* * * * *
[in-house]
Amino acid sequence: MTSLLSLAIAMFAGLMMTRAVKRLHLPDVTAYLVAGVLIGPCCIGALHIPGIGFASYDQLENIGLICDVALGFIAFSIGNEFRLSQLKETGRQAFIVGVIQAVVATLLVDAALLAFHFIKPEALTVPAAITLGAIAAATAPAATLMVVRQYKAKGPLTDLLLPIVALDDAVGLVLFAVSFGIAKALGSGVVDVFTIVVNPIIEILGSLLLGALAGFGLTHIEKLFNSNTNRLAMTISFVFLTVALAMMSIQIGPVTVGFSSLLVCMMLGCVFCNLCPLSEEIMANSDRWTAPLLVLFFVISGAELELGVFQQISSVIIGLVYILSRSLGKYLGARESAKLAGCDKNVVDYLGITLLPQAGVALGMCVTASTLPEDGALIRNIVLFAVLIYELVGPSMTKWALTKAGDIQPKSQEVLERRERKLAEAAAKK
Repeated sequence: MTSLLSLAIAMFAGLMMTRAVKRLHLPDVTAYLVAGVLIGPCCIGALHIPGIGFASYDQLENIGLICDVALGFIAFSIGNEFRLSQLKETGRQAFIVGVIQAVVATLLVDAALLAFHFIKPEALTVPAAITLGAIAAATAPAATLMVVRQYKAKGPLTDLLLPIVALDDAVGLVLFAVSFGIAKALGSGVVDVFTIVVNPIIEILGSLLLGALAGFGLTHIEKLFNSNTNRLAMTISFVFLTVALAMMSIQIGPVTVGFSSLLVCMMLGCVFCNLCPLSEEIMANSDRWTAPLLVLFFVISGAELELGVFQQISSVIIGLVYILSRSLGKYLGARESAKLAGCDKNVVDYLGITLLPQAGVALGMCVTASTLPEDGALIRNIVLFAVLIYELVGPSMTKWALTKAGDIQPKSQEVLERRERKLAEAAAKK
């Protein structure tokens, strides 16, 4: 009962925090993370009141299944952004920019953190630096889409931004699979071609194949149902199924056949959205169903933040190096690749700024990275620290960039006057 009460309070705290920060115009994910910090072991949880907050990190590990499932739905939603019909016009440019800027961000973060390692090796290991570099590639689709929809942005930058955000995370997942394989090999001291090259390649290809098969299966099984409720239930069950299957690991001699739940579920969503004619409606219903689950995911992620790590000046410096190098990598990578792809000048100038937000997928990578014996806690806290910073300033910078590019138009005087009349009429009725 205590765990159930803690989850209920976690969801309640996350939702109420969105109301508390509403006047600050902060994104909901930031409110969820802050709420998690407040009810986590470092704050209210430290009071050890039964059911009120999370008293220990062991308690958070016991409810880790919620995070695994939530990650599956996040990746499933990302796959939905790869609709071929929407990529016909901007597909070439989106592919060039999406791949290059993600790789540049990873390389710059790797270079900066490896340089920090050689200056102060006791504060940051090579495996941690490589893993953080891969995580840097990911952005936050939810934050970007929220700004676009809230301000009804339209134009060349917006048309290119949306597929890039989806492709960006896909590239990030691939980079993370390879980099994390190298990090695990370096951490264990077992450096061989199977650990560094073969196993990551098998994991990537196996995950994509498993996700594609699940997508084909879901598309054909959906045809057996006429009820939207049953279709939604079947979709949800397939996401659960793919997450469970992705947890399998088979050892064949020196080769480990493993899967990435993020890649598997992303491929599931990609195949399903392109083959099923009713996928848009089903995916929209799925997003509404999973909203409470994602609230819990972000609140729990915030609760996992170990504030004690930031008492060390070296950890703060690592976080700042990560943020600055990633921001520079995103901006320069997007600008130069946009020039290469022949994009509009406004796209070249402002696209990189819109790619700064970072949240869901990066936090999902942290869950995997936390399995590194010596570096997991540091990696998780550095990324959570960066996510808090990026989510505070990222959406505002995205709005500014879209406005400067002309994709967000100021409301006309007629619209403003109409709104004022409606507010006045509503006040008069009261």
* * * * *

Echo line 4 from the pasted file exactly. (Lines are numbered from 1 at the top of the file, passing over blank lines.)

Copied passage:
């Protein structure tokens, strides 16, 4: 009962925090993370009141299944952004920019953190630096889409931004699979071609194949149902199924056949959205169903933040190096690749700024990275620290960039006057 009460309070705290920060115009994910910090072991949880907050990190590990499932739905939603019909016009440019800027961000973060390692090796290991570099590639689709929809942005930058955000995370997942394989090999001291090259390649290809098969299966099984409720239930069950299957690991001699739940579920969503004619409606219903689950995911992620790590000046410096190098990598990578792809000048100038937000997928990578014996806690806290910073300033910078590019138009005087009349009429009725 205590765990159930803690989850209920976690969801309640996350939702109420969105109301508390509403006047600050902060994104909901930031409110969820802050709420998690407040009810986590470092704050209210430290009071050890039964059911009120999370008293220990062991308690958070016991409810880790919620995070695994939530990650599956996040990746499933990302796959939905790869609709071929929407990529016909901007597909070439989106592919060039999406791949290059993600790789540049990873390389710059790797270079900066490896340089920090050689200056102060006791504060940051090579495996941690490589893993953080891969995580840097990911952005936050939810934050970007929220700004676009809230301000009804339209134009060349917006048309290119949306597929890039989806492709960006896909590239990030691939980079993370390879980099994390190298990090695990370096951490264990077992450096061989199977650990560094073969196993990551098998994991990537196996995950994509498993996700594609699940997508084909879901598309054909959906045809057996006429009820939207049953279709939604079947979709949800397939996401659960793919997450469970992705947890399998088979050892064949020196080769480990493993899967990435993020890649598997992303491929599931990609195949399903392109083959099923009713996928848009089903995916929209799925997003509404999973909203409470994602609230819990972000609140729990915030609760996992170990504030004690930031008492060390070296950890703060690592976080700042990560943020600055990633921001520079995103901006320069997007600008130069946009020039290469022949994009509009406004796209070249402002696209990189819109790619700064970072949240869901990066936090999902942290869950995997936390399995590194010596570096997991540091990696998780550095990324959570960066996510808090990026989510505070990222959406505002995205709005500014879209406005400067002309994709967000100021409301006309007629619209403003109409709104004022409606507010006045509503006040008069009261």